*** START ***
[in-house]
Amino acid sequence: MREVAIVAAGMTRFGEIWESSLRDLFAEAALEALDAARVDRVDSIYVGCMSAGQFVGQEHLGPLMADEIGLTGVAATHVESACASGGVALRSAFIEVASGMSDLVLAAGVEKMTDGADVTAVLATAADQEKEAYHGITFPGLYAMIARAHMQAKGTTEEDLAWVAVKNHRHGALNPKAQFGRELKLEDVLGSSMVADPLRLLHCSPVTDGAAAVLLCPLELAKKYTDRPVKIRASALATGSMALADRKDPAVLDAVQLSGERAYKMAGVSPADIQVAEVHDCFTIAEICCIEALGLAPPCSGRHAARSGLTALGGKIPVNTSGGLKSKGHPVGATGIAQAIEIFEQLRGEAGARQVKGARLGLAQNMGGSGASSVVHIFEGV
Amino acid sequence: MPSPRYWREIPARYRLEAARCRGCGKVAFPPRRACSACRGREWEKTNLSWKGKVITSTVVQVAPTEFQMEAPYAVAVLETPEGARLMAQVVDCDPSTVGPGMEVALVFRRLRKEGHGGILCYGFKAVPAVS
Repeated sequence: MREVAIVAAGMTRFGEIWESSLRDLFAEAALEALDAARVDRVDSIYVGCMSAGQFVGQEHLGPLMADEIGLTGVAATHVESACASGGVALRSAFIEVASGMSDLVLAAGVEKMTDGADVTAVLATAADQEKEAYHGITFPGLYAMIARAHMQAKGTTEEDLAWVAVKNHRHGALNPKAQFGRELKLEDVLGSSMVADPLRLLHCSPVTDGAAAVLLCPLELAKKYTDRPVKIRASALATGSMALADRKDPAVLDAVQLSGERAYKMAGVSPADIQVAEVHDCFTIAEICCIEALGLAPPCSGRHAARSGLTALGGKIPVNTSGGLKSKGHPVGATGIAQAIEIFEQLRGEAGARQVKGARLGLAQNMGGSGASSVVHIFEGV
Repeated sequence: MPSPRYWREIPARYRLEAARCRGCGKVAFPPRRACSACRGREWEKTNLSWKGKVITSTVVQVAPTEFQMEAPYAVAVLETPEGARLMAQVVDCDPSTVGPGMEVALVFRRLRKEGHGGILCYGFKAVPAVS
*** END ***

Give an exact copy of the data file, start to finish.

[in-house]
Amino acid sequence: MREVAIVAAGMTRFGEIWESSLRDLFAEAALEALDAARVDRVDSIYVGCMSAGQFVGQEHLGPLMADEIGLTGVAATHVESACASGGVALRSAFIEVASGMSDLVLAAGVEKMTDGADVTAVLATAADQEKEAYHGITFPGLYAMIARAHMQAKGTTEEDLAWVAVKNHRHGALNPKAQFGRELKLEDVLGSSMVADPLRLLHCSPVTDGAAAVLLCPLELAKKYTDRPVKIRASALATGSMALADRKDPAVLDAVQLSGERAYKMAGVSPADIQVAEVHDCFTIAEICCIEALGLAPPCSGRHAARSGLTALGGKIPVNTSGGLKSKGHPVGATGIAQAIEIFEQLRGEAGARQVKGARLGLAQNMGGSGASSVVHIFEGV
Amino acid sequence: MPSPRYWREIPARYRLEAARCRGCGKVAFPPRRACSACRGREWEKTNLSWKGKVITSTVVQVAPTEFQMEAPYAVAVLETPEGARLMAQVVDCDPSTVGPGMEVALVFRRLRKEGHGGILCYGFKAVPAVS
Repeated sequence: MREVAIVAAGMTRFGEIWESSLRDLFAEAALEALDAARVDRVDSIYVGCMSAGQFVGQEHLGPLMADEIGLTGVAATHVESACASGGVALRSAFIEVASGMSDLVLAAGVEKMTDGADVTAVLATAADQEKEAYHGITFPGLYAMIARAHMQAKGTTEEDLAWVAVKNHRHGALNPKAQFGRELKLEDVLGSSMVADPLRLLHCSPVTDGAAAVLLCPLELAKKYTDRPVKIRASALATGSMALADRKDPAVLDAVQLSGERAYKMAGVSPADIQVAEVHDCFTIAEICCIEALGLAPPCSGRHAARSGLTALGGKIPVNTSGGLKSKGHPVGATGIAQAIEIFEQLRGEAGARQVKGARLGLAQNMGGSGASSVVHIFEGV
Repeated sequence: MPSPRYWREIPARYRLEAARCRGCGKVAFPPRRACSACRGREWEKTNLSWKGKVITSTVVQVAPTEFQMEAPYAVAVLETPEGARLMAQVVDCDPSTVGPGMEVALVFRRLRKEGHGGILCYGFKAVPAVS